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Free Study Guide for Our Town by Thornton Wilder-Book Summary


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The second section of Act I again opens with the Stage Manger. He explains that since Grover’s Corners is a very small town, all of its inhabitants like to know all the facts about everybody else. As a result, he begins to give details about some of the citizens. He starts with a flashforward, stating that after Doc Gibbs’ death in 1930, the new hospital will be named after him. He adds that the doctor outlives his wife by a few years, for she dies of pneumonia. The Stage Manager then turns his attention to Joe Crowell, Jr., the paperboy. In another flashforward, the Stage Manager states that he is one of the smartest boys ever to graduate from high school in Grover’s Corners. He states that Joe will receive a scholarship to Massachusetts Tech.

Unfortunately, the talented boy’s education will not be used, for he will be killed in France during World War II. Howie Newsome, the milkman, enters along with his invisible horse and wagon; he has a short conversation with Doc Gibbs and learns that Mrs. Goruslawski has just delivered twins. Upon returning to his house, the doctor also informs his wife about the delivery. Mrs. Gibbs is pictured as an anxious, concerned mother and wife. She scolds her husband for having worked all night. She then screams to her children, George and Rebecca, to make haste, or they will be late for school. As she needles them, Rebecca complains to her mother about the blue gingham dress that her mother has ironed for her to wear to school. Mrs. Gibbs, however, insists that it looks nice on her and that she must wear it. Rebecca then complains that George is throwing soap at her. Mrs. Gibbs tells them to stop horsing around.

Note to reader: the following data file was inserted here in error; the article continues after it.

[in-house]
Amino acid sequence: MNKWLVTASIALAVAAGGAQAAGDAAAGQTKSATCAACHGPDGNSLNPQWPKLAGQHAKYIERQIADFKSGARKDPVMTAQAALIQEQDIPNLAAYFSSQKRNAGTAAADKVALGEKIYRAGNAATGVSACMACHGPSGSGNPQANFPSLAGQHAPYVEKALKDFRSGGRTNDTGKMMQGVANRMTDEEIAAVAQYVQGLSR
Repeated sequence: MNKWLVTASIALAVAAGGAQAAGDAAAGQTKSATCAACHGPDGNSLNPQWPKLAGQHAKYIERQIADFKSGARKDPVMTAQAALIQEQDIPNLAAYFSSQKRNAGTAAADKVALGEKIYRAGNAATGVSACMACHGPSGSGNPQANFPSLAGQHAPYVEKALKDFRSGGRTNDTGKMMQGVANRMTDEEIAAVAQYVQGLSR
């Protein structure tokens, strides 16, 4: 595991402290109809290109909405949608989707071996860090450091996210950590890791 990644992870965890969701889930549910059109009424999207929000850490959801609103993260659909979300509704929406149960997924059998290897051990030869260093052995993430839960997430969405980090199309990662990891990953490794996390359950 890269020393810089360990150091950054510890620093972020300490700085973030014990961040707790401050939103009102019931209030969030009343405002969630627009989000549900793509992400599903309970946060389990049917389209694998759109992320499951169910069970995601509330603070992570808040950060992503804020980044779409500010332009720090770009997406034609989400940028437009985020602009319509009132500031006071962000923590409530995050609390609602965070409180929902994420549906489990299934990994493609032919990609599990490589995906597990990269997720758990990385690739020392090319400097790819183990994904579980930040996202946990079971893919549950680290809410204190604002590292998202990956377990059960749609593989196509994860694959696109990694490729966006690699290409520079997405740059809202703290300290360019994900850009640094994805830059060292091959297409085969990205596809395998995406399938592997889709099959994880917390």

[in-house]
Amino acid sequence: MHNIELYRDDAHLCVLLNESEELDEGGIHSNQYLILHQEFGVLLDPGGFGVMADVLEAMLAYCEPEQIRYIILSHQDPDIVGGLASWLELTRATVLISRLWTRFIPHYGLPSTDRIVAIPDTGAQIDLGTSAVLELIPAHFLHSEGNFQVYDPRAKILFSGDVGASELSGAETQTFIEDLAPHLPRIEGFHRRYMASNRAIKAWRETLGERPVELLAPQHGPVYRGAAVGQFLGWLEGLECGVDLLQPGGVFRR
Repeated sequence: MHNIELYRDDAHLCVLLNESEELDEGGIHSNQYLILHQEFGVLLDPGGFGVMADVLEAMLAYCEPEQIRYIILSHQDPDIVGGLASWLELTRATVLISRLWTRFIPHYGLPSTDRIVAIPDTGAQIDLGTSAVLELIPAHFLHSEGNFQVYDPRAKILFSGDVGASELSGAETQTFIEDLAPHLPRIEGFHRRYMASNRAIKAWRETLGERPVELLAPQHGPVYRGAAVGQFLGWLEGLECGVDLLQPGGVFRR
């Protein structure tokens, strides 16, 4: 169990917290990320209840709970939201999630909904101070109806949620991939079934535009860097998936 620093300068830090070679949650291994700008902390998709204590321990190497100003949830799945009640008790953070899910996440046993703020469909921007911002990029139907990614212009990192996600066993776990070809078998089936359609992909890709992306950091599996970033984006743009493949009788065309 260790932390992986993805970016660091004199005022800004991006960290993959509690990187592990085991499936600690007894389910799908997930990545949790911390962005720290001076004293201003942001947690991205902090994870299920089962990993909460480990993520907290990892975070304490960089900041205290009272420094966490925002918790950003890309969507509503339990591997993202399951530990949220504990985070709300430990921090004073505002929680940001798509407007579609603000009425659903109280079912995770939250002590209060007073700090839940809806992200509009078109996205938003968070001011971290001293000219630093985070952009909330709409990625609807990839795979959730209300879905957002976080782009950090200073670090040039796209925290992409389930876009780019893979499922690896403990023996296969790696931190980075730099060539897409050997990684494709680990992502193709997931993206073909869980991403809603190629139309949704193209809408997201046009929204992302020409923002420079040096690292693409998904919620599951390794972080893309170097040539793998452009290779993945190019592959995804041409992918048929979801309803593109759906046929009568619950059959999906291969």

On another part of the stage, Mrs. Webb enters and calls her children, Wally and Emily, to come down for breakfast; they must hurry, or they will be late for school. When Wally studies at the breakfast table, Mrs. Webb reprimands him. Emily, remarks that she is the brightest girl in school and has a wonderful memory. Wally says she too is bright especially when she is looking at her stamp collection.

The action shifts back to the Gibbs’ house. George is complaining that he does not receive enough allowance. His mother promises that she will persuade his father to increase the amount. The school bell is then heard, and all the students rush towards class.

After waving goodbye to her two children, Mrs. Gibbs feeds the chickens with grain she has put in her apron. Mrs. Webb, who has been sitting on a bench and stringing beams, joins her neighbor. Mrs. Gibbs offers to help her string the beans; she also tells about a second-hand furniture dealer who has offered to pay three hundred and fifty dollars for Grandmother Wentworth’s highboy. Mrs. Gibbs dreams of using the money from the sale to go to Paris. She explains that “at least once in your life before you die, you ought to see a country where they don’t talk in English and don’t even want to.” Unfortunately, her husband is only interested in visiting Civil War battlefields.